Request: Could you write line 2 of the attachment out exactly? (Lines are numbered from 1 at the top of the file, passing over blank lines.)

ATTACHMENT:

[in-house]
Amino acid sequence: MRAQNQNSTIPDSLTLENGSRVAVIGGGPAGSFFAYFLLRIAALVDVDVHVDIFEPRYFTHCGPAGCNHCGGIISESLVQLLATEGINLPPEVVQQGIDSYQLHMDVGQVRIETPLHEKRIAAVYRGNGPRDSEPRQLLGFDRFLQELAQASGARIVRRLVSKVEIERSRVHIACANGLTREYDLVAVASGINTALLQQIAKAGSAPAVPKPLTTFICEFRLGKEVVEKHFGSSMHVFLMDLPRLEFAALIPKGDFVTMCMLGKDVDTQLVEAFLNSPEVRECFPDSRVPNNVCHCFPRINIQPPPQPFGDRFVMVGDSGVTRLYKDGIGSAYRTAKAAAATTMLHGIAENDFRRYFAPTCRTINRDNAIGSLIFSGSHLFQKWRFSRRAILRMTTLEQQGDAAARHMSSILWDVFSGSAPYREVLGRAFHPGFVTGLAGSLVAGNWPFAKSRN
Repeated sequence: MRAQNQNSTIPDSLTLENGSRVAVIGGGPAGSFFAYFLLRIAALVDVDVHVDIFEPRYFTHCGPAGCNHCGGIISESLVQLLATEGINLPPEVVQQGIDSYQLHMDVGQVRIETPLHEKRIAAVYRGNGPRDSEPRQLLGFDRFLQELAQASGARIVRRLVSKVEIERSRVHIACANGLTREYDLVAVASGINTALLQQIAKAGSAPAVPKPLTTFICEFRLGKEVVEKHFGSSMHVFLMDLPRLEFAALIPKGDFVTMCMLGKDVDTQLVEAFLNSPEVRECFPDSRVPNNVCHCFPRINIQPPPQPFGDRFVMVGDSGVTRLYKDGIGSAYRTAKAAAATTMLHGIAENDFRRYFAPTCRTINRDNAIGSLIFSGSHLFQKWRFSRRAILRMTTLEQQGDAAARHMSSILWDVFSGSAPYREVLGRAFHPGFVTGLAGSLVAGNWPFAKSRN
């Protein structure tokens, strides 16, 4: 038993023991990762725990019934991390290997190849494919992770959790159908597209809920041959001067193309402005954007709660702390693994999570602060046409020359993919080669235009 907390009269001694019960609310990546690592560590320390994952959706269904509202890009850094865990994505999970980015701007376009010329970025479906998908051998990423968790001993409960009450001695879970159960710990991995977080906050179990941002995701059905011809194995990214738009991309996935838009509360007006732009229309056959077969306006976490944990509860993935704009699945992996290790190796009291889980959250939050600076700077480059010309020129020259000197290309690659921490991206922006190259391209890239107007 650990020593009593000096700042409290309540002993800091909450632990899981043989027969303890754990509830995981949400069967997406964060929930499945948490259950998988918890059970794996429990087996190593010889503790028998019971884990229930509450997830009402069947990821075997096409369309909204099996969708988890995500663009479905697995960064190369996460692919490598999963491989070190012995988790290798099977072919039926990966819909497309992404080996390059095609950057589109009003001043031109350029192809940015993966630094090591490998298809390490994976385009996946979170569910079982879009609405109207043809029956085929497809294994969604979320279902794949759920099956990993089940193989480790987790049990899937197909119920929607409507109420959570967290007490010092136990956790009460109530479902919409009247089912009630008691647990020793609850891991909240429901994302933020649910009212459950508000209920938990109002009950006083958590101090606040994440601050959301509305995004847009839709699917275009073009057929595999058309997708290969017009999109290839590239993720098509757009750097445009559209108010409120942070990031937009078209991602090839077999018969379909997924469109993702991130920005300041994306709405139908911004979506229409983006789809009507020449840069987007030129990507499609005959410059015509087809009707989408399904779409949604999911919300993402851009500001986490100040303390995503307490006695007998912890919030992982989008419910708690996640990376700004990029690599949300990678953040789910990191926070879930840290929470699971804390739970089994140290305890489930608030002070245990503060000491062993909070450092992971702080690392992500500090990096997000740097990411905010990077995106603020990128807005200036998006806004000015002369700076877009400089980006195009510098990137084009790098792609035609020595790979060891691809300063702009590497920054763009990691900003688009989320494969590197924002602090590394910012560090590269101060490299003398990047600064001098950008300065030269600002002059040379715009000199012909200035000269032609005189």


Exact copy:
Amino acid sequence: MRAQNQNSTIPDSLTLENGSRVAVIGGGPAGSFFAYFLLRIAALVDVDVHVDIFEPRYFTHCGPAGCNHCGGIISESLVQLLATEGINLPPEVVQQGIDSYQLHMDVGQVRIETPLHEKRIAAVYRGNGPRDSEPRQLLGFDRFLQELAQASGARIVRRLVSKVEIERSRVHIACANGLTREYDLVAVASGINTALLQQIAKAGSAPAVPKPLTTFICEFRLGKEVVEKHFGSSMHVFLMDLPRLEFAALIPKGDFVTMCMLGKDVDTQLVEAFLNSPEVRECFPDSRVPNNVCHCFPRINIQPPPQPFGDRFVMVGDSGVTRLYKDGIGSAYRTAKAAAATTMLHGIAENDFRRYFAPTCRTINRDNAIGSLIFSGSHLFQKWRFSRRAILRMTTLEQQGDAAARHMSSILWDVFSGSAPYREVLGRAFHPGFVTGLAGSLVAGNWPFAKSRN